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Processing on a vertical panel saw7/14/17
I need some advise. I recently added a new to me Striebig Compact. I have it all set and tuned in and a I'm ready to roll with it. My question is this. What's the most efficient way to break down panels?
Congratulations on your Striebig Joe! That was my favorite panel processing saw.
You can get two clean rips without rotating if you maintain the kerf gap with spacers as you rip. This does affect sharpening longevity, and is less efficient than crosscutting. Rather than wood shims, I used flexible plastic body filler spreaders for the spacers. Easier on melamine edges.
Some tips based on my experience:
For accuracy, preset as many stops as possible for rip cuts, including the trim or dust cut.
I processed almost exclusively melamine without a scoring blade. The best blade I used was the one recommended by Striebig for melamine. It was also less expensive than blades suggested by local tooling houses.
Stack cutting whenever possible will save time, especially thinner material like drawer sides or bottoms.
When you can afford it, get a digital gauge for setting rip cuts, if you do not have one. This will speed and improve accuracy especially on fence settings that are not on the stops.
Do a search on Woodweb for "Striebig" or "vertical panel saw". There are plenty of threads to cull information on vertical saw processing. I contributed to a number of them from 2009 - 2013 when I was using mine.
And yes, I would crosscut a sheet to square it first. This squares the entire sheet, so you don't need to do it on successive rips.
I take a wag at how many rips I need for a given size, then just rip horizontally a half inch oversized on the vertical panel saw. I finish the rip in the tablesaw. Once ripped to size I crosscut.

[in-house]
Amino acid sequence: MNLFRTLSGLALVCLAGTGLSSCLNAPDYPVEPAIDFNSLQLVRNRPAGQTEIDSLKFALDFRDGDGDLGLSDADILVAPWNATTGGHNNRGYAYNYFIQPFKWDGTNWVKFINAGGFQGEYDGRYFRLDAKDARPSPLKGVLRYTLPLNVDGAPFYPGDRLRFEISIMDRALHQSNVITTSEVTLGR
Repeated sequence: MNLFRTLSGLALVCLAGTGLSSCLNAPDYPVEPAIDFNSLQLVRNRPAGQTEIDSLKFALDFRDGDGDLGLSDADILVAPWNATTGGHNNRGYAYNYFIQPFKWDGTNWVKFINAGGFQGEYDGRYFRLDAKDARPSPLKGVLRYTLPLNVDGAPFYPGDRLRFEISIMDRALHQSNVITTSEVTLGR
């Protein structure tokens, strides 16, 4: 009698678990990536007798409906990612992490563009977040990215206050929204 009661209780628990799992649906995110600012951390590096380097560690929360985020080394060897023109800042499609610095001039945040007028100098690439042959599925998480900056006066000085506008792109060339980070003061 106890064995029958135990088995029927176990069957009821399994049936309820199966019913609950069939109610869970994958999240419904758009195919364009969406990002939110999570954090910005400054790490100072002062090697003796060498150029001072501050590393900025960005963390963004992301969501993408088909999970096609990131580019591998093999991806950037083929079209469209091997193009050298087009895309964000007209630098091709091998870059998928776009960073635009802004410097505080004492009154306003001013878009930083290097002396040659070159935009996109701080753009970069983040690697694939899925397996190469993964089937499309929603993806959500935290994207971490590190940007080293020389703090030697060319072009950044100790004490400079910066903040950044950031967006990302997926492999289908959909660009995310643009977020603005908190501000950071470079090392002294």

I'm not a huge fan of ripping to size horizontally on my Compact. The spring in sheets creates irregular finished size parts. In the tablesaw, the flaw flows around the fence and isn't as noticeable. Ripping right to size requires me ripping it twice to get straight edges on some sheets after the internal tension has been released.
I start with the deepest cabinets and work my way down the widths required, burning up the drops as I go. My regular deck depth on wall cabinets is 11¾", in that case I just rip the sheets in half on the panel saw, and double rip them on the tablesaw
I use ¾" plywood, the shelf in the Striebig only handles two parts stacked up, but any time you can cut more than one part at a time you'll be making better use of your investment.
I got a Compact Plus in 2011, one of the best purchases I have made for my little shop. It's payback is more in the quality of cut and squareness affecting assembly more than the ease of use and back savings, (though that is pretty awesome too).